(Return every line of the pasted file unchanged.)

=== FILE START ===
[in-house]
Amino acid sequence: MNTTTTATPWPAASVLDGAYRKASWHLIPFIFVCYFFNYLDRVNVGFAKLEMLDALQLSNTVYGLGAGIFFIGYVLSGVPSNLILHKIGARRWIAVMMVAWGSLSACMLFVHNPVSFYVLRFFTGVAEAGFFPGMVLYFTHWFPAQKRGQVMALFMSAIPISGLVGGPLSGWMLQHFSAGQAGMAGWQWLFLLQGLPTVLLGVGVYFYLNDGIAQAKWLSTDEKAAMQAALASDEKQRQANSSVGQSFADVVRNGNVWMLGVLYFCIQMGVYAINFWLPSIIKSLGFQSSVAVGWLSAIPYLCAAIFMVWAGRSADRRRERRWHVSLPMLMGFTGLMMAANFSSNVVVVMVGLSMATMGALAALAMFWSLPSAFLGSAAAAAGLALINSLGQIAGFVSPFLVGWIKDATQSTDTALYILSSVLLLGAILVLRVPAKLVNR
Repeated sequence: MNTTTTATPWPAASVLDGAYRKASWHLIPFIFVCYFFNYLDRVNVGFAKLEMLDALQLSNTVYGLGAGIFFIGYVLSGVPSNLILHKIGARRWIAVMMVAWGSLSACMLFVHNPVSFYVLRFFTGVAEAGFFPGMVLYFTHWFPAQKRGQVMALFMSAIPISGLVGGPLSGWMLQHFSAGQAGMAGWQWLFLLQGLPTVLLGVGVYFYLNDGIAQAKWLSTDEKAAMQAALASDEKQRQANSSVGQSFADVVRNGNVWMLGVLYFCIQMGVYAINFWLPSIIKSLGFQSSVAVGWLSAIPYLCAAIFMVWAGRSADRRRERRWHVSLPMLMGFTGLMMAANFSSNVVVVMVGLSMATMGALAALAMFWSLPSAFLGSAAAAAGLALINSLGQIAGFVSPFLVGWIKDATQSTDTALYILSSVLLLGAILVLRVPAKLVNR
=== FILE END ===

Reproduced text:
[in-house]
Amino acid sequence: MNTTTTATPWPAASVLDGAYRKASWHLIPFIFVCYFFNYLDRVNVGFAKLEMLDALQLSNTVYGLGAGIFFIGYVLSGVPSNLILHKIGARRWIAVMMVAWGSLSACMLFVHNPVSFYVLRFFTGVAEAGFFPGMVLYFTHWFPAQKRGQVMALFMSAIPISGLVGGPLSGWMLQHFSAGQAGMAGWQWLFLLQGLPTVLLGVGVYFYLNDGIAQAKWLSTDEKAAMQAALASDEKQRQANSSVGQSFADVVRNGNVWMLGVLYFCIQMGVYAINFWLPSIIKSLGFQSSVAVGWLSAIPYLCAAIFMVWAGRSADRRRERRWHVSLPMLMGFTGLMMAANFSSNVVVVMVGLSMATMGALAALAMFWSLPSAFLGSAAAAAGLALINSLGQIAGFVSPFLVGWIKDATQSTDTALYILSSVLLLGAILVLRVPAKLVNR
Repeated sequence: MNTTTTATPWPAASVLDGAYRKASWHLIPFIFVCYFFNYLDRVNVGFAKLEMLDALQLSNTVYGLGAGIFFIGYVLSGVPSNLILHKIGARRWIAVMMVAWGSLSACMLFVHNPVSFYVLRFFTGVAEAGFFPGMVLYFTHWFPAQKRGQVMALFMSAIPISGLVGGPLSGWMLQHFSAGQAGMAGWQWLFLLQGLPTVLLGVGVYFYLNDGIAQAKWLSTDEKAAMQAALASDEKQRQANSSVGQSFADVVRNGNVWMLGVLYFCIQMGVYAINFWLPSIIKSLGFQSSVAVGWLSAIPYLCAAIFMVWAGRSADRRRERRWHVSLPMLMGFTGLMMAANFSSNVVVVMVGLSMATMGALAALAMFWSLPSAFLGSAAAAAGLALINSLGQIAGFVSPFLVGWIKDATQSTDTALYILSSVLLLGAILVLRVPAKLVNR